COVID Reverses Gains in Fight Against Tuberculosis
Around half a million people died of tuberculosis in India in 2021 — an increase of over 5% compared to 2020 for the country that shoulders the highest share of the global TB burden.
India's TB death toll makes up for just under a third of global TB deaths, according to the data gathered by the World Health Organization (WHO). With the exception of COVID-19, TB is the world's deadliest infectious disease and has only grown more lethal during the pandemic.
The more powerful disease upended TB control efforts in India, and impacted resource allocation for TB diagnosis, treatment, and prevention. As a result, many people suffering from TB were not diagnosed and treated.
"The pandemic and associated lockdowns certainly disrupted the management of a host of non-COVID-19 medical conditions, including TB. What is of concern is that no serious efforts are being made to acknowledge, quantify and deal with the situation," Vandana Prasad, a community pediatrician and public health professional, told DW.
TB believed to be right behind COVID as global cause of death
Tuberculosis is caused by bacteria that attack the lungs. The disease is mainly spread through the air and it mainly affects adults, particularly those who are malnourished or immunocompromised, in developing countries.
It was ranked the 13th leading cause of death globally in 2019. Due to huge setbacks, it is now estimated to be the second leading cause, only after COVID-19.
Prasad pointed out that even after the pandemic threat had eased, India's health system had not gotten back into full gear on TB immunization.
"A variety of health services slowed down during the pandemic and they did not really get back full steam even after COVID, because they were recouping," she said.
This viewpoint is echoed by K Srinath Reddy, founder and professor at the Public Health Foundation of India, who notes that India's health resources were focused on containing the transmission of the coronavirus, treating COVID patients and also on a massive vaccination program.
"This resulted in reduced rates of case detection and rise in interrupted treatments for tuberculosis. The health system has to intensify efforts to make up for the ground lost due to COVID-19," Reddy told DW.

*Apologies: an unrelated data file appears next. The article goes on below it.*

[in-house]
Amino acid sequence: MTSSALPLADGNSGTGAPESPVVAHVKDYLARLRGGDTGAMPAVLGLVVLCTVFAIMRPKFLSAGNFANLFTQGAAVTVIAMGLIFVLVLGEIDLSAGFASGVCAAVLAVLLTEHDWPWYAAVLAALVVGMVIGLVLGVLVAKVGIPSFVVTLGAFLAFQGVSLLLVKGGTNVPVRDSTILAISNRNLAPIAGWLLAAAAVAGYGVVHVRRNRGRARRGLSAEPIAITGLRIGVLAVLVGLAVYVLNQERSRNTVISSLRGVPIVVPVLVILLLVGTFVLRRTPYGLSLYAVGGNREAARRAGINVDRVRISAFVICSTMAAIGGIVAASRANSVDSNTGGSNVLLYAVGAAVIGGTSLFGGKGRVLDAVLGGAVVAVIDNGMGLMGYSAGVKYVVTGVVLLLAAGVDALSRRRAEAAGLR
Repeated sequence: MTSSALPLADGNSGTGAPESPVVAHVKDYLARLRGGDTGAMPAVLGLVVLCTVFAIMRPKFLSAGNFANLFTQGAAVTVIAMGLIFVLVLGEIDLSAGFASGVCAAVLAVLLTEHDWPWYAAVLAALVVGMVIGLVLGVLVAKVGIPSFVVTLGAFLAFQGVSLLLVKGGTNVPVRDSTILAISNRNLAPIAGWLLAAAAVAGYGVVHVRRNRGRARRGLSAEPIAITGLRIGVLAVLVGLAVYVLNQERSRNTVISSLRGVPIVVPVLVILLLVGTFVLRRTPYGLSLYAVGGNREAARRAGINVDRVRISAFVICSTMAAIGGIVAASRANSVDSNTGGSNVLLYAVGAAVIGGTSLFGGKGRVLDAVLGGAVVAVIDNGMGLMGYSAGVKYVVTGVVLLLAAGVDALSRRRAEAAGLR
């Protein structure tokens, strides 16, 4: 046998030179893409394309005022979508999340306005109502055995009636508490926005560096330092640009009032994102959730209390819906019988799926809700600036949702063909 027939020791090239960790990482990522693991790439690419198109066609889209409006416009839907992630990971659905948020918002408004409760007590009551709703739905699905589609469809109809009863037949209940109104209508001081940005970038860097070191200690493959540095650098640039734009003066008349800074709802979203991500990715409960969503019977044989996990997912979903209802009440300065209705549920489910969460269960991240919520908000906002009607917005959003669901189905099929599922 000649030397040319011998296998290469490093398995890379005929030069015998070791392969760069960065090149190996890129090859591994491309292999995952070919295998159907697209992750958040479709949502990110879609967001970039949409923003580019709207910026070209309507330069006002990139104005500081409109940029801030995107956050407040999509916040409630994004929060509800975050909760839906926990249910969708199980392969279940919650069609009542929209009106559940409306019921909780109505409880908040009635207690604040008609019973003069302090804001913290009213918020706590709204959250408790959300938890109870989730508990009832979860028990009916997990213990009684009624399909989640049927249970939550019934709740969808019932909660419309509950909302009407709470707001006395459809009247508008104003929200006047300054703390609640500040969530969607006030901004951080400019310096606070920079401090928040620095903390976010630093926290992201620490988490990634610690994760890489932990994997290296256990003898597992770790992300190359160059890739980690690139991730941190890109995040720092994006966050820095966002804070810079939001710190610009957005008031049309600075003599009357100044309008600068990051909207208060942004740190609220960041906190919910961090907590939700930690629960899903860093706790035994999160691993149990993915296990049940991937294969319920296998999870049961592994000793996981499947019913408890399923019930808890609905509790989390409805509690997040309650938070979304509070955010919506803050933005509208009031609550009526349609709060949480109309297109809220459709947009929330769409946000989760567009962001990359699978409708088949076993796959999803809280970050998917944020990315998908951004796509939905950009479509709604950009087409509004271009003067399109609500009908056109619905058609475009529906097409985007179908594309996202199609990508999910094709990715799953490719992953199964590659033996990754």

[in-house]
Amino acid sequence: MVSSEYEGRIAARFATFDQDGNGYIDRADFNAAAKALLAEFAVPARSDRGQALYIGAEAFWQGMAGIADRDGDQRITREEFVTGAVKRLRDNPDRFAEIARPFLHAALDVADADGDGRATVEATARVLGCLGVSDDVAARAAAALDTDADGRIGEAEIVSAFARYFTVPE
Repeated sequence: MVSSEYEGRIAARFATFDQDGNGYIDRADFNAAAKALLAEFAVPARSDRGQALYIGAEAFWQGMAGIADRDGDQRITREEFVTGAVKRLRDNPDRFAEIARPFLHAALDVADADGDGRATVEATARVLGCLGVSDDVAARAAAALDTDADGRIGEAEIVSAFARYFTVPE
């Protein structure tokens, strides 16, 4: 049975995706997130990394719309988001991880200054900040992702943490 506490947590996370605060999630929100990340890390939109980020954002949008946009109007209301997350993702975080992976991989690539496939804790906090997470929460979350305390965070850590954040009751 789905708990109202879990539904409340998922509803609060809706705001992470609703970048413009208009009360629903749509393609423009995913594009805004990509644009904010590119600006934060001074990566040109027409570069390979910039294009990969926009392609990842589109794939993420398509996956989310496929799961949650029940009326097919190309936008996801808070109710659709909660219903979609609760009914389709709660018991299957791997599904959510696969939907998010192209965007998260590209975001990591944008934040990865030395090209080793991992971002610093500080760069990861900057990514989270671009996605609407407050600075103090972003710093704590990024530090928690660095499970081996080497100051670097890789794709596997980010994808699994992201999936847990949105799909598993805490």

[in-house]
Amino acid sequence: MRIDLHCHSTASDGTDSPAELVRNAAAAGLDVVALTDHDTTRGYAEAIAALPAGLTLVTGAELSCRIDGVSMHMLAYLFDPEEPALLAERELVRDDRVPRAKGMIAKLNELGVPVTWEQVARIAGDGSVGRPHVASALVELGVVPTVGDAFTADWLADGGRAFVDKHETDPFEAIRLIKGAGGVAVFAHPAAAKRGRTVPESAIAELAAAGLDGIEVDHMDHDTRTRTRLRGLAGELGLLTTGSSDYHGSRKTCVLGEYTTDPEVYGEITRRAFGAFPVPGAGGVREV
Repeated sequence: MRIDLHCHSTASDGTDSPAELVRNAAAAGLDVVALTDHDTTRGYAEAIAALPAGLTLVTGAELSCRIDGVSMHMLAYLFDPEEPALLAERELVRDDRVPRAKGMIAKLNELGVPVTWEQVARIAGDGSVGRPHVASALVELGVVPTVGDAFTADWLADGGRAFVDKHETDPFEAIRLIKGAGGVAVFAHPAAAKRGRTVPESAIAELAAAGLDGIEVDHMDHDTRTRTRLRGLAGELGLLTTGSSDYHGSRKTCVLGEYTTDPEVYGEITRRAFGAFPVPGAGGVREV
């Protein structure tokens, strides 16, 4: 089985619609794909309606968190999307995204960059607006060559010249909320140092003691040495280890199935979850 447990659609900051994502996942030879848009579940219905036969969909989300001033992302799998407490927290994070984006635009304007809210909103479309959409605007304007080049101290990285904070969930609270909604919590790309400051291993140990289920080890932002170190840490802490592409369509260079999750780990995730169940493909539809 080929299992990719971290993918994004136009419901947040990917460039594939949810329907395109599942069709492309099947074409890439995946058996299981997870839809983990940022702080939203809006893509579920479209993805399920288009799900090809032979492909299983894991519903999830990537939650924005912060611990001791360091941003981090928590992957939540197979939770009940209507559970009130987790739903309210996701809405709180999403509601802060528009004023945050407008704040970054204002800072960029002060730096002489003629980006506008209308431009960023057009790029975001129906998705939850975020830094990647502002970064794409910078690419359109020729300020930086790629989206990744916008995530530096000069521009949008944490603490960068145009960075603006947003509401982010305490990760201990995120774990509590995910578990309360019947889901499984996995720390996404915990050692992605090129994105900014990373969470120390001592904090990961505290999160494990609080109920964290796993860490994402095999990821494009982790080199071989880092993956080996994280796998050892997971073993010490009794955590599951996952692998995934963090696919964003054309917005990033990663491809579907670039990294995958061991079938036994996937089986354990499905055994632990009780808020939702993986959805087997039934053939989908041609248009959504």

A recent report by Mumbai-based health-tech start-up Haystack Analytics has indicated that India continues to bear the largest share of TB cases in the world. The data also shows that 65% of the cases are reported in patients between the ages 15-45, who make up the most economically productive segment of the population.
More deaths, less reported cases
Despite TB claiming more lives during the COVID pandemic, the number of reported cases had gone down.
In 2020, Indian authorities registered 41% less TB cases than in the previous year, In 2021, the decline was 29%. In other words, a large number of TB cases simply went unreported in the country.
Public health physician Vikas Bajpai told DW that TB deaths were on the rise even before the pandemic.
"The outbreak of the pandemic it seems became a legitimate ruse for shutting down care for all manner of diseases other than COVID," he said.
Uphill battle to end TB by 2025
Bajpai claims that the bigger problem was that there has been little effort to even assess the damage done with regard to a number of other public health problems. In his view, there have been disruptions to TB diagnostic and treatment services both on the demand and the supply side.
"The underlying assumption being that 'absence of evidence' can be translated into 'evidence of absence,'" said Bajpai.
In 2018, Prime Minister Narendra Modi had envisioned ending TB in India by 2025. Meeting this deadline would mean defeating the disease five years ahead of the global Sustainable Development Goals (SDG) target of 2030.
India's Health Ministry has also been relying on the WHO for technical assistance in planning, capacity building, supervision, monitoring and promoting research for the National Tuberculosis Elimination Programme. The national TB budget has seen a 6.9% increase, from $544 million (€511 million) in 2020 to $582 million last year.
Even so, the current data indicates that meeting Modi's 2025 deadline would be an uphill battle.
"Much more needs to be done. Foremost, states need to increase services such as house-to-house visits and mass screenings. There has to be political will," said Bajpai.
Edited by: Darko Janjevic
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